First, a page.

Current Source Density (CSD) Analysis

Abstract

Synonyms CSD, CSD method, reconstruction of current sources Definition Current Source Density analysis (CSD) is a class of methods of analysis of extracellular electric potentials recorded at multiple sites leading to estimates of current sources generating the measured potentials. It is usually applied to low-frequency part of the potential (called the Local Field Potential, LFP) and to simultaneous recordings or to recordings taken with fixed time reference to the onset of specific stimulus (Evoked Potentials, EP). Among the different mechanisms contributing to extracellular electric potential in the tissue (Buzsaki et al., 2012, Einevoll et al., 2012) transmembrane currents in neurons are believed to dominate. These are ionic currents passing through all the different membrane channels (passive, voltage-dependent, calcium-dependent, synaptic, etc.) as well as the capacitive currents which, while charging the membrane, also contribute to the motion of ions in the extracellular space, influencing the extracellular potential and seen by the extracellular electrode. The places where net current is entering or leaving the cell are called current sources or sinks. While these sources are localized along the membrane of the neuron, in practice, with a finite resolution afforded by available electrode setups and limited by typical densities, we may only recover coarse-grained density. This is what we have in mind when discussing estimation of Current Source Density. Figure 1 shows the relation between the " microscopic " currents (a), coarse-grained field we usually have in mind (b) and a reconstruction of the CSD from measured potentials. CSD analysis can be performed for signals in full spectrum or in any selected band, although it is usually applied to the Low Frequency Part (<500Hz) of the extracellular potential (LFP). We propose here such an expansion of LFP as the commonly used term Local Field Potential is actually a misnomer, since due to the long range nature of the electric field LFP can be observed millimeters away from sources (e. When net positive current enters the cell we speak of current sink and it corresponds to negative CSD. When net negative current enters the cell we speak of current source and it corresponds to positive CSD. Since negative CSD is observed for excitatory synaptic stimulation (positive current entering the cell / negative CSD), many researchers prefer to denote current sinks by red (" hot spot ") and current sources by blue. There is a comparable number of researchers who prefer to do the opposite, …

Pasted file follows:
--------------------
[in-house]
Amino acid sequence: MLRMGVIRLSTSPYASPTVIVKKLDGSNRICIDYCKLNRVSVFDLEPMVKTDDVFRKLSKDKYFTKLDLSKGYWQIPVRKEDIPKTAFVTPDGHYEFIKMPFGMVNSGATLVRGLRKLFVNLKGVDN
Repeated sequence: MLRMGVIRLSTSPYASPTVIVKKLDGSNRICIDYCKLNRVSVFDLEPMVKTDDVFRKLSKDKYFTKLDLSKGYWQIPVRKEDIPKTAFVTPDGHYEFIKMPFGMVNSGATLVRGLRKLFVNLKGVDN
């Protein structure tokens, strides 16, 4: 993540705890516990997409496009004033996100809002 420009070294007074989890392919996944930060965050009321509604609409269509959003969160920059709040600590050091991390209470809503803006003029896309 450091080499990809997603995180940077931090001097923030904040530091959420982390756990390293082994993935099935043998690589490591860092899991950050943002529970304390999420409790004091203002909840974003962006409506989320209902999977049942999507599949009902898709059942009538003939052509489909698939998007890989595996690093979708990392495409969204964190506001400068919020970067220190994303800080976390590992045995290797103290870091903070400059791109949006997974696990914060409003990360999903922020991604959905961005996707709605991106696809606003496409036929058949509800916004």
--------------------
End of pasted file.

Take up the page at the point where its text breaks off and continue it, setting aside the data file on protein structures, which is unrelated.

DOI: 10.1007/978-1-4614-7320-6_544-1

2 Figures and Tables

Showing 1-10 of 38 references